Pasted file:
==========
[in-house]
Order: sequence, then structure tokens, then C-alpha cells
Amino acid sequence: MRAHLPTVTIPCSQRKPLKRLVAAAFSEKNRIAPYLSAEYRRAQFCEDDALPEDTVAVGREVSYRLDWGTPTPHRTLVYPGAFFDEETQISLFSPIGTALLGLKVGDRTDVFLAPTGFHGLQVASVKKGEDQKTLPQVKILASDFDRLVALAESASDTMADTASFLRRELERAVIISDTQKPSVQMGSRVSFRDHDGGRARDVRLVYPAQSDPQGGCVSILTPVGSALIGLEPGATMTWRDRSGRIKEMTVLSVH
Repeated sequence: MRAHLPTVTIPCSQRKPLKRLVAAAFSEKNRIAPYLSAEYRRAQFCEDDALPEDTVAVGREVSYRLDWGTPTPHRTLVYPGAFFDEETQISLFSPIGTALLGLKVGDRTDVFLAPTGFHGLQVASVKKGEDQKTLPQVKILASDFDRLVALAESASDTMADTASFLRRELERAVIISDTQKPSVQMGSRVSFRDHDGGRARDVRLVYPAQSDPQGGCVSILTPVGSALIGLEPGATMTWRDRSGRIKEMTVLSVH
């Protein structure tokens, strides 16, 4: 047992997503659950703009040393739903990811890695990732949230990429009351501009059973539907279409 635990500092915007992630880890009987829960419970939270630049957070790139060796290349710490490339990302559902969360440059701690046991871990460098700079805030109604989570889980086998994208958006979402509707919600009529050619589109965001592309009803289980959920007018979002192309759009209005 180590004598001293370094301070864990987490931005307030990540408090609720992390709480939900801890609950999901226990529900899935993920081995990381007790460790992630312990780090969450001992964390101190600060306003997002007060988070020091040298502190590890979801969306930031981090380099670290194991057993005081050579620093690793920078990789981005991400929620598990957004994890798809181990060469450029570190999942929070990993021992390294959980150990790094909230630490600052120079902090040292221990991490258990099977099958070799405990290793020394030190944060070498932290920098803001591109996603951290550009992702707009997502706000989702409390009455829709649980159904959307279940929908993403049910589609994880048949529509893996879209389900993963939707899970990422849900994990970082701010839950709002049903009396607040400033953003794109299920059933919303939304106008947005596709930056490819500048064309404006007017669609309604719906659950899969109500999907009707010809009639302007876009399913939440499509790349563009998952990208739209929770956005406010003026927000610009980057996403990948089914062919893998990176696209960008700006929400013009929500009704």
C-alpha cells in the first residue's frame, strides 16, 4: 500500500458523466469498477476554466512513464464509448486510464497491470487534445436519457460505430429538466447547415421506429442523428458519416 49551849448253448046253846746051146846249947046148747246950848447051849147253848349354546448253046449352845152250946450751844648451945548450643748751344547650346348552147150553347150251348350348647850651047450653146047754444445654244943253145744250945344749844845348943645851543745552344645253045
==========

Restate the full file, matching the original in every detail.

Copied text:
[in-house]
Order: sequence, then structure tokens, then C-alpha cells
Amino acid sequence: MRAHLPTVTIPCSQRKPLKRLVAAAFSEKNRIAPYLSAEYRRAQFCEDDALPEDTVAVGREVSYRLDWGTPTPHRTLVYPGAFFDEETQISLFSPIGTALLGLKVGDRTDVFLAPTGFHGLQVASVKKGEDQKTLPQVKILASDFDRLVALAESASDTMADTASFLRRELERAVIISDTQKPSVQMGSRVSFRDHDGGRARDVRLVYPAQSDPQGGCVSILTPVGSALIGLEPGATMTWRDRSGRIKEMTVLSVH
Repeated sequence: MRAHLPTVTIPCSQRKPLKRLVAAAFSEKNRIAPYLSAEYRRAQFCEDDALPEDTVAVGREVSYRLDWGTPTPHRTLVYPGAFFDEETQISLFSPIGTALLGLKVGDRTDVFLAPTGFHGLQVASVKKGEDQKTLPQVKILASDFDRLVALAESASDTMADTASFLRRELERAVIISDTQKPSVQMGSRVSFRDHDGGRARDVRLVYPAQSDPQGGCVSILTPVGSALIGLEPGATMTWRDRSGRIKEMTVLSVH
């Protein structure tokens, strides 16, 4: 047992997503659950703009040393739903990811890695990732949230990429009351501009059973539907279409 635990500092915007992630880890009987829960419970939270630049957070790139060796290349710490490339990302559902969360440059701690046991871990460098700079805030109604989570889980086998994208958006979402509707919600009529050619589109965001592309009803289980959920007018979002192309759009209005 180590004598001293370094301070864990987490931005307030990540408090609720992390709480939900801890609950999901226990529900899935993920081995990381007790460790992630312990780090969450001992964390101190600060306003997002007060988070020091040298502190590890979801969306930031981090380099670290194991057993005081050579620093690793920078990789981005991400929620598990957004994890798809181990060469450029570190999942929070990993021992390294959980150990790094909230630490600052120079902090040292221990991490258990099977099958070799405990290793020394030190944060070498932290920098803001591109996603951290550009992702707009997502706000989702409390009455829709649980159904959307279940929908993403049910589609994880048949529509893996879209389900993963939707899970990422849900994990970082701010839950709002049903009396607040400033953003794109299920059933919303939304106008947005596709930056490819500048064309404006007017669609309604719906659950899969109500999907009707010809009639302007876009399913939440499509790349563009998952990208739209929770956005406010003026927000610009980057996403990948089914062919893998990176696209960008700006929400013009929500009704």
C-alpha cells in the first residue's frame, strides 16, 4: 500500500458523466469498477476554466512513464464509448486510464497491470487534445436519457460505430429538466447547415421506429442523428458519416 49551849448253448046253846746051146846249947046148747246950848447051849147253848349354546448253046449352845152250946450751844648451945548450643748751344547650346348552147150553347150251348350348647850651047450653146047754444445654244943253145744250945344749844845348943645851543745552344645253045